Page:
Thursday, 25 August 2011

Crowned lapwing

Vanellus coronatus

Photo by Vincent Ceccarelli (Oiseaux

Common name:

Order Charadriiformes
Family Charadriidae

This African species is found from the Red Sea coats of Somalia down to southern and south-western Africa.

This large plover is 30-31 cm long and weighs 120-200 g.

Crowned lapwings are found in dry grassland, open savanna, and cultivated lands, generally preferring areas where the grass is short and overgrazzed or has been burned. They are also found in man-made habitats, such as open fields, short pastures, airports, golf courses and roadsides.
They search for prey on the ground, taking a wide variety of invertebrates including termites, ants, beetles, grasshoppers, spiders, millipedes and earthworms.
These birds are mostly monogamous, although polygamy is sometimes recorded. They can nest all year round, peaking in August-December. The nest is a scrape in the ground, lined with dried grass, roots, small stones and dried dung and typically placed on bare ground or among short vegetation, sometimes adjacent to a stone or mound of earth. There the female lays 2-4 eggs brown eggs with dark blotches. The eggs are mainly incubated by the female, although the male occasionally takes over if it gets particularly hot, and hatch after 28-32 days. The chicks leave the nest after about 4 hours, once their down is dry, and the adults take turns in caring for the chicks and directing them to food items. They fledge 29-31 days after hatching, but only become fully independent at the onset of the following breeding season, a year later.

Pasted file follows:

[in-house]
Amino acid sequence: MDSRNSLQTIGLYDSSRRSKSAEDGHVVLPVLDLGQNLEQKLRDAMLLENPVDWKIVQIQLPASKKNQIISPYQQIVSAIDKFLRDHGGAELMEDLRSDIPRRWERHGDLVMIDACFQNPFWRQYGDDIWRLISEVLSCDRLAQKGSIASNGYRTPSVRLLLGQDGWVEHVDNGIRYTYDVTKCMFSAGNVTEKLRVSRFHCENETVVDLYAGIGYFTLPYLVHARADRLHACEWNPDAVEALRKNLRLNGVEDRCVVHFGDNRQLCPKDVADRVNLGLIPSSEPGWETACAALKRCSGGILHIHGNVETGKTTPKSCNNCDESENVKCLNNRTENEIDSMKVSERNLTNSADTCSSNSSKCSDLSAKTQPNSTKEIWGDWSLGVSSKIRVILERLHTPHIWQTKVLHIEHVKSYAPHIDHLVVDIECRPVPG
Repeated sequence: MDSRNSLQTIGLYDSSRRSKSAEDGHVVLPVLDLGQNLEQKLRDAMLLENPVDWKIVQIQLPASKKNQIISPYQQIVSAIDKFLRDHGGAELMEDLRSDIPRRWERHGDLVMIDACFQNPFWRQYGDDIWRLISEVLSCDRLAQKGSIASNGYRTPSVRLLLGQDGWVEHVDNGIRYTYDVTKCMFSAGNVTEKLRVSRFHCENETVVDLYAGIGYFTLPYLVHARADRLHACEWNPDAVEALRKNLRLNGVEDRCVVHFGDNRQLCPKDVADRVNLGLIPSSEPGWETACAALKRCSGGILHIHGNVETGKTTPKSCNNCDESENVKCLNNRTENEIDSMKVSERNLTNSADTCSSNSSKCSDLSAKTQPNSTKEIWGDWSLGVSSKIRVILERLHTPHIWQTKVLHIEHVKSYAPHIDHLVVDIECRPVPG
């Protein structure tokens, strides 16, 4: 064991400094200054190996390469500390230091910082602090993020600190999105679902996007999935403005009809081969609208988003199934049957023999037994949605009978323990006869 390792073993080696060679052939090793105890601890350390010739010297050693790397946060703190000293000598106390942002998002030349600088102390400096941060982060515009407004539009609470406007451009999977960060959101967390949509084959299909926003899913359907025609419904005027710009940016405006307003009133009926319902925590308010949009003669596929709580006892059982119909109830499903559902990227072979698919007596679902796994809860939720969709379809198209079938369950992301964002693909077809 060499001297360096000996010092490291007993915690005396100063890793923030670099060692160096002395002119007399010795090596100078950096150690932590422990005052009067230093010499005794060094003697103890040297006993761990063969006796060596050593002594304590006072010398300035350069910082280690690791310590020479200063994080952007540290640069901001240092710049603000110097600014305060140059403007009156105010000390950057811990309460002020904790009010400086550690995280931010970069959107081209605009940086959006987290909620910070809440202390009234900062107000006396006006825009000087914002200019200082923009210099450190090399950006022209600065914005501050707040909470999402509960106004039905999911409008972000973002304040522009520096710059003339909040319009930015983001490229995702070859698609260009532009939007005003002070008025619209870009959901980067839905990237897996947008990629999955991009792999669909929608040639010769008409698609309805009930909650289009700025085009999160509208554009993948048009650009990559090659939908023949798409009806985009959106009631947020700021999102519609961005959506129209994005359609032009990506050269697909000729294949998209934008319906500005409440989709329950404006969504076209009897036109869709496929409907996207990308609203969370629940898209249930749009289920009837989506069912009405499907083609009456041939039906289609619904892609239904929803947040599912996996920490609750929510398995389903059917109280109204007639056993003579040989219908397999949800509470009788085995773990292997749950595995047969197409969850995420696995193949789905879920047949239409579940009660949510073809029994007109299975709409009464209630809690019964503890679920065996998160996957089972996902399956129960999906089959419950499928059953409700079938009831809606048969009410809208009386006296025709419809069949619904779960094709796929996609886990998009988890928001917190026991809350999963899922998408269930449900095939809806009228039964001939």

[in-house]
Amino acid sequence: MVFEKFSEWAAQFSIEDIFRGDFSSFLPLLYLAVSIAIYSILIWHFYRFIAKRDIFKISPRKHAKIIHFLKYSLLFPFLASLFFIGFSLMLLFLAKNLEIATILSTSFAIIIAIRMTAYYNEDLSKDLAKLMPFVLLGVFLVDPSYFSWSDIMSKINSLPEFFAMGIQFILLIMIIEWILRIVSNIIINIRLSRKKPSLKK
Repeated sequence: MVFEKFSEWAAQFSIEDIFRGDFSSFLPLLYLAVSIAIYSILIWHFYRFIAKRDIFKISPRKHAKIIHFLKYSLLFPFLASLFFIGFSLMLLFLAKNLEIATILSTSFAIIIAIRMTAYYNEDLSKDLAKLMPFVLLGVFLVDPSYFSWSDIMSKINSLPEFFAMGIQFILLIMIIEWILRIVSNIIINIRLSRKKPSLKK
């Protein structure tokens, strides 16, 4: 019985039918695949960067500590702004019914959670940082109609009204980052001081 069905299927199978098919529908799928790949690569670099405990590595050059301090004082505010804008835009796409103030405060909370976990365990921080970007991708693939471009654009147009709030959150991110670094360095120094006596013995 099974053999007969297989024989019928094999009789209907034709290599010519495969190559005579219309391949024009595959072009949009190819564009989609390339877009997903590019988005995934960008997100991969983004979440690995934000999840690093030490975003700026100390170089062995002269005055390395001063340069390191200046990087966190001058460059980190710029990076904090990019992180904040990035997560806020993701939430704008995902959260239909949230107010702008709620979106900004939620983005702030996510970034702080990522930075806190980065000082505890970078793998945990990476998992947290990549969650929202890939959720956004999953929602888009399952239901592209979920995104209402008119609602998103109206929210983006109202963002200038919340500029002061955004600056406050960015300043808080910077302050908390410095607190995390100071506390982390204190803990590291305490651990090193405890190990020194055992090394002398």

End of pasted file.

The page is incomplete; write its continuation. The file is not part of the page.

IUCN status - LC (Least Concern)
This species has a very large breeding range and a global population of 420.000-1.100.000 individuals. The overall population trend is increasing, although some populations have unknown trends.

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